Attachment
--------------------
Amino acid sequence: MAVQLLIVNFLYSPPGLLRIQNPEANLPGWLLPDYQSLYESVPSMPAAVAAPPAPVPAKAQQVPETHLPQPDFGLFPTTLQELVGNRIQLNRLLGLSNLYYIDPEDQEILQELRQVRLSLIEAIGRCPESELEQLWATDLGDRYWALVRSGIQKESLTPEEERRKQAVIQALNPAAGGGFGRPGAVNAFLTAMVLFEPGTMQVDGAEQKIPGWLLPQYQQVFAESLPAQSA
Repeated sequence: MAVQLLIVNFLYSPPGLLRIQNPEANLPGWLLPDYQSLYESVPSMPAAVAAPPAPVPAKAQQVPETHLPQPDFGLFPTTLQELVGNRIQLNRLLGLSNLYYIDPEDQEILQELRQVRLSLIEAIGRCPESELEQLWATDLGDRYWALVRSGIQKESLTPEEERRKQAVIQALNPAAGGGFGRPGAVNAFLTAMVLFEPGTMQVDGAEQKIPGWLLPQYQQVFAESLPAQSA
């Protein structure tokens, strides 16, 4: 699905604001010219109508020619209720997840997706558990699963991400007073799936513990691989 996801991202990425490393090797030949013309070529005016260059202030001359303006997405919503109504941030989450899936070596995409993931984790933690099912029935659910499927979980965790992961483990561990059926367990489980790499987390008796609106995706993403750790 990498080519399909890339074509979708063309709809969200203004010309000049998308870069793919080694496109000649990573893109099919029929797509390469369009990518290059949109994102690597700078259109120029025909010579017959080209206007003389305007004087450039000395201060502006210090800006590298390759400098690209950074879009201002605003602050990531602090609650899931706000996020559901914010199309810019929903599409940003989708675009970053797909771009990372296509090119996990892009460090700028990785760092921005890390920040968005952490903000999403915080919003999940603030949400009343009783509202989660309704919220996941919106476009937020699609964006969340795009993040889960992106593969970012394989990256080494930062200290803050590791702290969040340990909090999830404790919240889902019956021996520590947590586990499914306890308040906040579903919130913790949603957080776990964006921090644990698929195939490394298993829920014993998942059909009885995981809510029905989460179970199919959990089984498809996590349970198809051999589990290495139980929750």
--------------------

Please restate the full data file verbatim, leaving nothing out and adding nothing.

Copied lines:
Amino acid sequence: MAVQLLIVNFLYSPPGLLRIQNPEANLPGWLLPDYQSLYESVPSMPAAVAAPPAPVPAKAQQVPETHLPQPDFGLFPTTLQELVGNRIQLNRLLGLSNLYYIDPEDQEILQELRQVRLSLIEAIGRCPESELEQLWATDLGDRYWALVRSGIQKESLTPEEERRKQAVIQALNPAAGGGFGRPGAVNAFLTAMVLFEPGTMQVDGAEQKIPGWLLPQYQQVFAESLPAQSA
Repeated sequence: MAVQLLIVNFLYSPPGLLRIQNPEANLPGWLLPDYQSLYESVPSMPAAVAAPPAPVPAKAQQVPETHLPQPDFGLFPTTLQELVGNRIQLNRLLGLSNLYYIDPEDQEILQELRQVRLSLIEAIGRCPESELEQLWATDLGDRYWALVRSGIQKESLTPEEERRKQAVIQALNPAAGGGFGRPGAVNAFLTAMVLFEPGTMQVDGAEQKIPGWLLPQYQQVFAESLPAQSA
């Protein structure tokens, strides 16, 4: 699905604001010219109508020619209720997840997706558990699963991400007073799936513990691989 996801991202990425490393090797030949013309070529005016260059202030001359303006997405919503109504941030989450899936070596995409993931984790933690099912029935659910499927979980965790992961483990561990059926367990489980790499987390008796609106995706993403750790 990498080519399909890339074509979708063309709809969200203004010309000049998308870069793919080694496109000649990573893109099919029929797509390469369009990518290059949109994102690597700078259109120029025909010579017959080209206007003389305007004087450039000395201060502006210090800006590298390759400098690209950074879009201002605003602050990531602090609650899931706000996020559901914010199309810019929903599409940003989708675009970053797909771009990372296509090119996990892009460090700028990785760092921005890390920040968005952490903000999403915080919003999940603030949400009343009783509202989660309704919220996941919106476009937020699609964006969340795009993040889960992106593969970012394989990256080494930062200290803050590791702290969040340990909090999830404790919240889902019956021996520590947590586990499914306890308040906040579903919130913790949603957080776990964006921090644990698929195939490394298993829920014993998942059909009885995981809510029905989460179970199919959990089984498809996590349970198809051999589990290495139980929750």